Four months later, the federal district court adopted a middle ground approach in the case of Curley v. Cumberland Farms, 134 F.R.D. 77 (D.N.J.1991). In refusing to accept the bright line test enunciated in PSE & G, Curley utilized the comment to RPC 4.2 and held that a person is considered to be "represented" by counsel and thus, not to be interviewed ex parte if that person is either "(1) a person 'having managerial responsibility on behalf of the organization' or (2) a person 'whose act or omission in connection with that matter may be imputed to the organization for purposes of civil or criminal liability' or (3) a person 'whose statement may constitute an admission on the part of the organization.' ABA Comment to RPC 4.2 [emphasis added]." Curley, 134 F.R.D. at 88.

After applying this middle ground approach, Curley held that RPC 4.2 did not prohibit ex parte contact with the corporate defendant's former employees. Since these former employees did not occupy a corporate level managerial position, and their acts or omissions could not be imputed to the corporate defendant, and they were not in any position where their admissions could bind the corporate defendant, these former employees were not considered to be represented by Cumberland's counsel or private counsel. Thus, RPC 4.2 does not operate as a bar to plaintiff's conducting an ex parte interview of the corporate defendant's "unrepresented" former employees.

[257 NJSuper Page 159]

In order to clarify the existing state of the law in this area, the American Bar Association authored a Formal Ethics Opinion addressing the applicability of RPC 4.2 to a corporate party's former employees. Although the committee acknowledged the persuasive policy arguments for extending RPC 4.2 to include former employees of a corporate party, "the fact remains that the text of the Rules does not do so and the comment gives no basis for concluding that such coverage was intended." American Bar Association, F.O. 91-359 (March 22, 1991) at 5. Thus, the ABA opinion held:

Accordingly, it is the opinion of the committee that a lawyer representing a client in a matter adverse to a corporate party that is represented by another lawyer may, without violating Model Rule 4.2, communicate about the subject of the representation with an unrepresented former employee of the corporate party without the consent of the corporation's lawyer.

With respect to any unrepresented former employee, of course, the potentially-communicating adversary attorney must be careful not to seek to induce the former employee to violate the privilege attaching to attorney-client communications to the extent his or her communications as a former employee with his or her former employer's counsel are protected by the privilege.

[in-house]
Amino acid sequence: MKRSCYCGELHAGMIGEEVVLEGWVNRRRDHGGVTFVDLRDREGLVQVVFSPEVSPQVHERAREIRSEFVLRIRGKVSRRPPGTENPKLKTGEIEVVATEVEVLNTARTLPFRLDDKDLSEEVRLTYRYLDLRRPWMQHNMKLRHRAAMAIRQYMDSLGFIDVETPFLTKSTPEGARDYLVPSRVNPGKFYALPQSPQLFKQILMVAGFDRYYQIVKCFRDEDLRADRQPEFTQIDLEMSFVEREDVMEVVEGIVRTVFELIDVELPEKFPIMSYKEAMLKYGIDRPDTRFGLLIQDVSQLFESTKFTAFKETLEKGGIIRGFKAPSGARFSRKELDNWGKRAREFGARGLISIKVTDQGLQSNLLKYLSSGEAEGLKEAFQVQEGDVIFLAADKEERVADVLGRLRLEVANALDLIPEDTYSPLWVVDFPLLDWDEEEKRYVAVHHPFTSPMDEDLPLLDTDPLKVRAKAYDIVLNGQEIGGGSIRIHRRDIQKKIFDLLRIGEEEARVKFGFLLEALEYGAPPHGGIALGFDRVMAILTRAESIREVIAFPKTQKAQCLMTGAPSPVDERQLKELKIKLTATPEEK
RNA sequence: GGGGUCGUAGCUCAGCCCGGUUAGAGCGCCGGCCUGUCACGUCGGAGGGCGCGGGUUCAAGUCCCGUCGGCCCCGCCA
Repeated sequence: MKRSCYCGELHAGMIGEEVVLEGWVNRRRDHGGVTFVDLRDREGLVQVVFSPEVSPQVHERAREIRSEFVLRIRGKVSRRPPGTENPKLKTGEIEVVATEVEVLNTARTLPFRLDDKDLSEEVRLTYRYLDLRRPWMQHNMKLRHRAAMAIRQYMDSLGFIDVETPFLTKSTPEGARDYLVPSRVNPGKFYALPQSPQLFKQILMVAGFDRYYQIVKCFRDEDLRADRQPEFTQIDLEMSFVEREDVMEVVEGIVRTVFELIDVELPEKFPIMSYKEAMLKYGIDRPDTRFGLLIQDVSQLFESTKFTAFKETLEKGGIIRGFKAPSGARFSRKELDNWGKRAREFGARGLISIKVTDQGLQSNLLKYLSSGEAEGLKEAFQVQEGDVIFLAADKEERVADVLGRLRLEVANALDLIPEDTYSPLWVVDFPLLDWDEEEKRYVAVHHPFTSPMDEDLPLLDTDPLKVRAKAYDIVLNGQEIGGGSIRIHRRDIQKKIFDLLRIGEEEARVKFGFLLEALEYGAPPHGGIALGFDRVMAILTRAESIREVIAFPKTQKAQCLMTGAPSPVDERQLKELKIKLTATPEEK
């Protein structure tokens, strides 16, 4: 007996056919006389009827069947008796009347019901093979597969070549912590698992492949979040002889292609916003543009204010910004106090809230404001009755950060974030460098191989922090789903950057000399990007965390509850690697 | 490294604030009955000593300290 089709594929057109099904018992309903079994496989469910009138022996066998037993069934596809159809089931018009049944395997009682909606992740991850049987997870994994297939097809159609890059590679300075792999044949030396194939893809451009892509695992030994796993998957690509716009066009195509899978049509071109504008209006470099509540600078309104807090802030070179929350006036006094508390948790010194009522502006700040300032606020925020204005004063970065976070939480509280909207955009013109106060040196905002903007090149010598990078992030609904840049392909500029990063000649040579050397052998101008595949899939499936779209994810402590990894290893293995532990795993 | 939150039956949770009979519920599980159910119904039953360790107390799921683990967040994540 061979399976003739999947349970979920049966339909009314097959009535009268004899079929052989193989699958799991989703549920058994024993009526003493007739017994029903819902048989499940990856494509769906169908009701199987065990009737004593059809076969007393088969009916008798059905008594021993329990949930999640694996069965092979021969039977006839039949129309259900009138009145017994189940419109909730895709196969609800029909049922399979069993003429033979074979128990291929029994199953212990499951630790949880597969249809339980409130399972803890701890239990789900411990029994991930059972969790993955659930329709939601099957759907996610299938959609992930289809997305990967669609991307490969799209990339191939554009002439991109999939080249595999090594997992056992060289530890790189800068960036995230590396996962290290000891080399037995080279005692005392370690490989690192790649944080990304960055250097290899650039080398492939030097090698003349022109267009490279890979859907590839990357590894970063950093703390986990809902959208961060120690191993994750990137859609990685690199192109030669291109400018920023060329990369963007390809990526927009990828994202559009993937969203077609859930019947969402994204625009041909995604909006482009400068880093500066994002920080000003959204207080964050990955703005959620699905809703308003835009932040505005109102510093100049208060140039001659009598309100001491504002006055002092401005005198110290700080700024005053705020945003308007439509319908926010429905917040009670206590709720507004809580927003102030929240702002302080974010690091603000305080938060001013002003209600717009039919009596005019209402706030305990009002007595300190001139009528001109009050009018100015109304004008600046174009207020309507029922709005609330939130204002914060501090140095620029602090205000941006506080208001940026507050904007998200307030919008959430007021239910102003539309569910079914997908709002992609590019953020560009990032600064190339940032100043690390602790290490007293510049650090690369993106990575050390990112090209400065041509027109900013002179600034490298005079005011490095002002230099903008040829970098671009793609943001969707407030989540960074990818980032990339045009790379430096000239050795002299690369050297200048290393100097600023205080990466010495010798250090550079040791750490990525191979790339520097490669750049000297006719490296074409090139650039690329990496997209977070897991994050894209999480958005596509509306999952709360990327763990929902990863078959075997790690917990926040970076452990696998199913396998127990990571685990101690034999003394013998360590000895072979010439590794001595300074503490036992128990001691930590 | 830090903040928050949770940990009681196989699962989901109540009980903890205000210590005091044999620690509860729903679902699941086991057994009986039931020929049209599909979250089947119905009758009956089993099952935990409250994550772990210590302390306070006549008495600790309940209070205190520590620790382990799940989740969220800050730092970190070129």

This last comment emphasizes the need for counsel to refrain from eliciting any privileged information from an unrepresented, former employee of a corporate party.

Since the ABA opinion, four cases have been decided which address this issue. The first of those decisions, Erickson v. Winthrop Laboratories, 249 N.J. Super. 137, 592 A.2d 33 (Law Div.1991), came less than one month after the ABA opinion and does not even mention the ABA opinion. In Erickson, the court adopted the Curley middle ground approach and applied that three part analysis to the relevant facts. In Erickson, the person to be contacted was found to be a former manager of the defendant corporation. Based on a theory of respondeat superior, the court determined that any admissions made by this former manager could be imputed to the defendants. Thus, for purposes of RPC 4.2, this person was a party represented by corporate counsel and RPC 4.2 prohibits any ex parte communications with such an individual.

[257 NJSuper Page 160]

On the same day as the Erickson opinion, the Superior Court, Appellate Division decided the case of State v. Ciba-Geigy Corp., 247 N.J. Super. 314, 589 A.2d 180 (App.Div.1991). This case has resulted in some confusion as to whether the decision of the court even encompassed former employees. This is due to the fact that the lower court had denied defendant's motion for a protective order which would have prohibited plaintiff's counsel from conducting ex parte interviews of current or former employees of defendant corporation. However, the Appellate Division's decision does not address former employees but simply decided the case as it involves a corporate defendant's current employees.